Thanked
    599
    Reviews
    1
    Achievements:Topaz Star - 500 postsAmber Star - 2,000 posts
    Awards:
    100 Posts in a week
    Quote Originally Posted by thepouts View Post
    My 20 month old dd is they'd same. Does not say many words at all, and of the ones she does say i interpret them as they're not clear. She understand everything I say or ask he to do. She seems so clever for a little person who doesn't talk.

    I figure it is because she has 2 older sisters who do everything she wants. All she needs to do is point or grunt at so etching and her doting sissys do/get it for her.
    She's very clever because she knows her grunting works!!

    My DS doesn't have siblings but I know I preempt a lot of what he wants (someone told me it's what older mums do 😳), he probably doesn't have to ask for much and he gets it as soon as he says ta!!

  8. #17
    Join Date
    Feb 2010
    Location
    SE Melbourne
    Posts
    3,132
    Thanks
    1,097
    Thanked
    316
    Reviews
    0
    Achievements:Topaz Star - 500 postsAmber Star - 2,000 posts
    So glad I read this thread! Facing the same thing with my 15mo.

  9. #18
    Join Date
    Sep 2014
    Posts
    6
    Thanks
    1
    Thanked
    1
    Reviews
    0
    I've worked with Paediatric speech pathologists and generally they used to say that by around 2 years of age kids should have at least 50 words and be joining 2 words together. Saying that, there is a large range and some children (particularly boys) can just be late talkers. If you are concerned though I would definitely recommend talking to your child health nurse and getting a referral to a speech pathologist - they can have massive waiting lists so it's much better to be on it and decline the service if you end up not needing it. You could see a private speech pathologist but it can be expensive.

    Speech Pathologists are fantastic and can provide you with some great strategies to facilitate language development. They will see children of all ages - I remember they used to even occasionally see very young kids/babies who didn't babble much!

    A great website resource is the Hanen Centre. It has a section with tips for parents.

    Hope this is of some help.

  10. The Following User Says Thank You to seren For This Useful Post:

    zooey  (04-09-2014)

  11. #19
    FearlessLeader's Avatar
    FearlessLeader is offline Winner 2013 - Most Memorable Thread
    Join Date
    Oct 2009
    Posts
    10,724
    Thanks
    2,498
    Thanked
    9,116
    Reviews
    0
    Achievements:Topaz Star - 500 postsAmber Star - 2,000 postsAmethyst Star - 5,000 postsEmerald Star - 10,000 posts
    DS was a late talker. Until he was about 22 months he didn't make one single recognizable sound, but his comprehension was fine. Then he just started chatting a mile a minute and now goes on about precipitation and evaporation, theodolites and bioluminescence. I would try not to stress about it until he is two- I know for a fact you're probably doing all the right things already to facilitate his learning!

  12. The Following User Says Thank You to FearlessLeader For This Useful Post:

    cheekychook  (05-09-2014)

  13. #20
    Join Date
    Aug 2011
    Location
    Melbourne
    Posts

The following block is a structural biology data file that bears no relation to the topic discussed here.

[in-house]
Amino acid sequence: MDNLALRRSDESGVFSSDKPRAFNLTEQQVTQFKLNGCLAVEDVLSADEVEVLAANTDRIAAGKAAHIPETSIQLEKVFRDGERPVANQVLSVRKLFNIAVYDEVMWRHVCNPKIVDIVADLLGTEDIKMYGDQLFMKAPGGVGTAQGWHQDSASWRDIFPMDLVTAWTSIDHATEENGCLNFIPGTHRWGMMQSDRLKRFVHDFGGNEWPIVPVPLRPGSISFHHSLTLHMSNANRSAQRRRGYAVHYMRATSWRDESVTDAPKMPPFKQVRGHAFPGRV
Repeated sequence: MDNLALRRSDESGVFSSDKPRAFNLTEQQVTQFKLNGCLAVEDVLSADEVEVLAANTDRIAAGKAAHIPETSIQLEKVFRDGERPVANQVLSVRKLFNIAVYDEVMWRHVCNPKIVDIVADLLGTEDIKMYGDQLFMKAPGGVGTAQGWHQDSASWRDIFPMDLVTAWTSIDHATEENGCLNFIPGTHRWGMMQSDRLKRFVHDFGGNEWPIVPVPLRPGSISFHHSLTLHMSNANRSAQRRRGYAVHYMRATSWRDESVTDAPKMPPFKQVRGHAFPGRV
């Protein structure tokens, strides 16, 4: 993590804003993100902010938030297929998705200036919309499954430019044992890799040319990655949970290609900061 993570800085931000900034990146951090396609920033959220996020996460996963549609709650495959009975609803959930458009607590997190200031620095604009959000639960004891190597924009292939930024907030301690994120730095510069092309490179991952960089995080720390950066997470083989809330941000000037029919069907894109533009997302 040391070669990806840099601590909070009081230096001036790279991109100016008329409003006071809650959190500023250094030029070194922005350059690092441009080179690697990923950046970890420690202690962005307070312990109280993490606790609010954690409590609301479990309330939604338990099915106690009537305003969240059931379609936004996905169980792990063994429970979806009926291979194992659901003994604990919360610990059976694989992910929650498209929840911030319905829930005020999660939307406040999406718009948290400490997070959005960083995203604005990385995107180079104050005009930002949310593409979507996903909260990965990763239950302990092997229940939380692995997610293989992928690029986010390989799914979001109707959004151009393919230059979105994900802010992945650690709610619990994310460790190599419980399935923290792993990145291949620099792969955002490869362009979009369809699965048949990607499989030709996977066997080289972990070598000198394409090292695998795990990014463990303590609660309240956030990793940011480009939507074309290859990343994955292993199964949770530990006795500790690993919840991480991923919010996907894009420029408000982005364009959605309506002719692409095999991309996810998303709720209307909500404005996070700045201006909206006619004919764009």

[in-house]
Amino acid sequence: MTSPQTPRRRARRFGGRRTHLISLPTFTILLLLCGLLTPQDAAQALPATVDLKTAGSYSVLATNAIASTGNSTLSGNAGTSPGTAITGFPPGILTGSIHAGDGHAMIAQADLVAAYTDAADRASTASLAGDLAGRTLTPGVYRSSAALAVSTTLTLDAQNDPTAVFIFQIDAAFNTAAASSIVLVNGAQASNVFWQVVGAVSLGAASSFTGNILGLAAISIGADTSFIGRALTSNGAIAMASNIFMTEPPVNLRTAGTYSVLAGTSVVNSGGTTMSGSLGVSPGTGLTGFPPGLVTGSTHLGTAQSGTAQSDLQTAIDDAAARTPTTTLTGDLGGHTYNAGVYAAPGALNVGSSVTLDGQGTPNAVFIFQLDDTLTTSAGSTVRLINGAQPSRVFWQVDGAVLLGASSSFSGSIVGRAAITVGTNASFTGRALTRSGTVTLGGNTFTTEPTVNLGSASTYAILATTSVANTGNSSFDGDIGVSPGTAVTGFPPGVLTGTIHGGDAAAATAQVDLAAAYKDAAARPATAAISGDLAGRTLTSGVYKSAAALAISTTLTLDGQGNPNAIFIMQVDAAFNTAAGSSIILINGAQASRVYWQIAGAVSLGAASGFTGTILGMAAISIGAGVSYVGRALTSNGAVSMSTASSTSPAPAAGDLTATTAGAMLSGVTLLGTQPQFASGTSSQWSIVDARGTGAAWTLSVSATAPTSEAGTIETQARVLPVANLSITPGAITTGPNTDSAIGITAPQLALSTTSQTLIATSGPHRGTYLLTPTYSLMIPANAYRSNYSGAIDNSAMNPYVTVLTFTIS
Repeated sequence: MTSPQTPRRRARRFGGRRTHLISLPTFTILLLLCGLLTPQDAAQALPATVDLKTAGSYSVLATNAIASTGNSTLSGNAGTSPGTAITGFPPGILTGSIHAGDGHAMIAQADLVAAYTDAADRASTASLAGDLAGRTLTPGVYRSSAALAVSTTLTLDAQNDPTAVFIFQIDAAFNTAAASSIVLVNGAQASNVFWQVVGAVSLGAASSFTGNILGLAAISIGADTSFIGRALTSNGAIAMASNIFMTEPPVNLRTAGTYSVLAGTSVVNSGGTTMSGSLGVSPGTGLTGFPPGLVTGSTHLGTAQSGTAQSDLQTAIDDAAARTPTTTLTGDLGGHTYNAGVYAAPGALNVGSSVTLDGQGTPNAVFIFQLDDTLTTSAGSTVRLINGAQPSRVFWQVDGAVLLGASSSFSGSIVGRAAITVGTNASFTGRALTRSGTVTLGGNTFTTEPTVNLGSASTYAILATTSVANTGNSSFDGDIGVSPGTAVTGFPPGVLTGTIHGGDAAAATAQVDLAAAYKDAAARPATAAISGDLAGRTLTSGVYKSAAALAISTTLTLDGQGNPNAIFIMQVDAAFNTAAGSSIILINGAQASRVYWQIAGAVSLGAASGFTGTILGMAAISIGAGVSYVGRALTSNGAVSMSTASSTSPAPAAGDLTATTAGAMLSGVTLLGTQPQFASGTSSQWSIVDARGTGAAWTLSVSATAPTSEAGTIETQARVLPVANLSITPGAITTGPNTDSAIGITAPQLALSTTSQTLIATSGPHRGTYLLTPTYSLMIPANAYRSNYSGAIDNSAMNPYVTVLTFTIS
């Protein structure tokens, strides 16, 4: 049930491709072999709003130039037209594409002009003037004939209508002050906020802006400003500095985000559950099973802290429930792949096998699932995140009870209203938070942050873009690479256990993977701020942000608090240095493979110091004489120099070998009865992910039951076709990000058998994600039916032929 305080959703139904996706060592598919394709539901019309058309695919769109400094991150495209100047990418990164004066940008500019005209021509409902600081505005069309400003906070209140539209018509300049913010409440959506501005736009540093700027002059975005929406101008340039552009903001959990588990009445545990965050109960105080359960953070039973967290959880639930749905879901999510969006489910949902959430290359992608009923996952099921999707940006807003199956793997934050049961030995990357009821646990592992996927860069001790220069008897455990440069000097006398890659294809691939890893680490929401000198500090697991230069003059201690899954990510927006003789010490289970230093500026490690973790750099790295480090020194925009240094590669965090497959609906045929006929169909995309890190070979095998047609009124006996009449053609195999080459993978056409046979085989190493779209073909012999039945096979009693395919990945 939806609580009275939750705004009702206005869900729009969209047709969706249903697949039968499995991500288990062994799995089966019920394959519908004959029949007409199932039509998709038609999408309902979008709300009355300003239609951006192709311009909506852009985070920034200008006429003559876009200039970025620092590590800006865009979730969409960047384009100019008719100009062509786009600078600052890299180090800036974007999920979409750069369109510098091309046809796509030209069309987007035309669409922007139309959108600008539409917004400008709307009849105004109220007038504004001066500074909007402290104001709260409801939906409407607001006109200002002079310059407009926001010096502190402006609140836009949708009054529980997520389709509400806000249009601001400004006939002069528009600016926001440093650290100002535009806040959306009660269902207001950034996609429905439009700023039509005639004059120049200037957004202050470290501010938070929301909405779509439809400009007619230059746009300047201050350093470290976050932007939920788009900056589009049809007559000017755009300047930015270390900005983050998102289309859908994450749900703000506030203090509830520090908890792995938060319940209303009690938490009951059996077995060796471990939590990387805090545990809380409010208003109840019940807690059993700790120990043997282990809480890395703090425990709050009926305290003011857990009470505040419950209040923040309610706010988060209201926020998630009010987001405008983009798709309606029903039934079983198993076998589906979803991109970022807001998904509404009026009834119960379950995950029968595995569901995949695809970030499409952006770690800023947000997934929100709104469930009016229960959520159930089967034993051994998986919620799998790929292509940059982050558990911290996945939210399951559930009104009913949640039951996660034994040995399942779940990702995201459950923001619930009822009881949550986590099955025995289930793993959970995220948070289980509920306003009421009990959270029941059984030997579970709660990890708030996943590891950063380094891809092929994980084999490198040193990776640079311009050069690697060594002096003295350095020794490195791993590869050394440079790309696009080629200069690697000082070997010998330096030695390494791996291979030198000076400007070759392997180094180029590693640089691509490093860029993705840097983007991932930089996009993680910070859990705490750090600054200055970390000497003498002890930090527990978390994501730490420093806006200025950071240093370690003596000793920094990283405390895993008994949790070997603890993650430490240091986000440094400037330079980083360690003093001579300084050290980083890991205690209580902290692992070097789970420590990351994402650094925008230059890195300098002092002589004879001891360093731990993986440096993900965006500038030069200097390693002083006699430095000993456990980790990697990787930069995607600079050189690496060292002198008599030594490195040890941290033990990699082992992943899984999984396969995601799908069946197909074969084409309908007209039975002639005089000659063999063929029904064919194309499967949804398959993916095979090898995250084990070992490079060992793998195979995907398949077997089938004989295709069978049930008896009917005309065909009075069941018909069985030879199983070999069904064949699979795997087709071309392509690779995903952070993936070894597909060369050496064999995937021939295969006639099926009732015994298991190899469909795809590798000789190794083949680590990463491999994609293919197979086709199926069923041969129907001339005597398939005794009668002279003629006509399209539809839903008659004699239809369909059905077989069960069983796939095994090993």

2,085
    Thanks
    424
    Thanked
    599
    Reviews
    1
    Achievements:Topaz Star - 500 postsAmber Star - 2,000 posts
    Awards:
    100 Posts in a week
    Quote Originally Posted by seren View Post
    I've worked with Paediatric speech pathologists and generally they used to say that by around 2 years of age kids should have at least 50 words and be joining 2 words together. Saying that, there is a large range and some children (particularly boys) can just be late talkers. If you are concerned though I would definitely recommend talking to your child health nurse and getting a referral to a speech pathologist - they can have massive waiting lists so it's much better to be on it and decline the service if you end up not needing it. You could see a private speech pathologist but it can be expensive.

    Speech Pathologists are fantastic and can provide you with some great strategies to facilitate language development. They will see children of all ages - I remember they used to even occasionally see very young kids/babies who didn't babble much!

    A great website resource is the Hanen Centre. It has a section with tips for parents.

    Hope this is of some help.
    Thank you! I work with an awesome team of speech therapists so I've been picking their brain too. Thankfully I have these contacts so I'll get in to see someone really quickly. If needed I'll probably just pay to see someone privately. But I might take your advice and get a referral straight away.

    The MCHN wasn't worried at all, it's just me. I'm really hoping he just takes off soon.


 

Similar Threads

  1. PND and speech delay
    By Purple Lily in forum Development Stages
    Replies: 3
    Last Post: 13-07-2014, 19:15
  2. Toilet training a late talker?
    By WiseOldOwl in forum Constipation, Toilet Training
    Replies: 2
    Last Post: 04-12-2013, 14:45
  3. Speech delay
    By 2BlueBirds in forum General Parenting Tips, Advice & Chat
    Replies: 13
    Last Post: 25-10-2013, 06:43

Posting Permissions

  • You may not post new threads
  • You may not post replies
  • You may not post attachments
  • You may not edit your posts
free weekly newsletters | sign up now!
who are these people who write great posts? meet our hubbub authors!
Learn how you can contribute to the hubbub!

reviews
learn how you can become a reviewer!

competitions

forum - chatting now
christmas gift guidesee all Red Stocking
Shapland Swim Schools
Shapland's at participating schools offer free baby orientation classes once a month - no cost no catches. Your baby will be introduced to our "natural effects" orientation program develop by Shapland's over 3 generations, its gentle and enjoyable.
sales & new stuffsee all
True Fairies
True Fairies is the first interactive website where children can engage and speak with a real fairy through the unique webcam fairy portal. Each session is tailored to the child, and is filled with enchantment and magic.
Visit website to find out more!
featured supporter
L'il Aussie Prems Foundation
An Australian charity supporting families of premature babies & children. The charity assists families who are at high risk of giving birth prematurely, who have babies currently in hospital and families with toddlers who were born too soon.
gotcha
X

Pregnant for the first-time?

Not sure where to start? We can help!

Our Insider Programs for pregnancy first-timers will lead you step-by-step through the 14 Pregnancy Must Dos!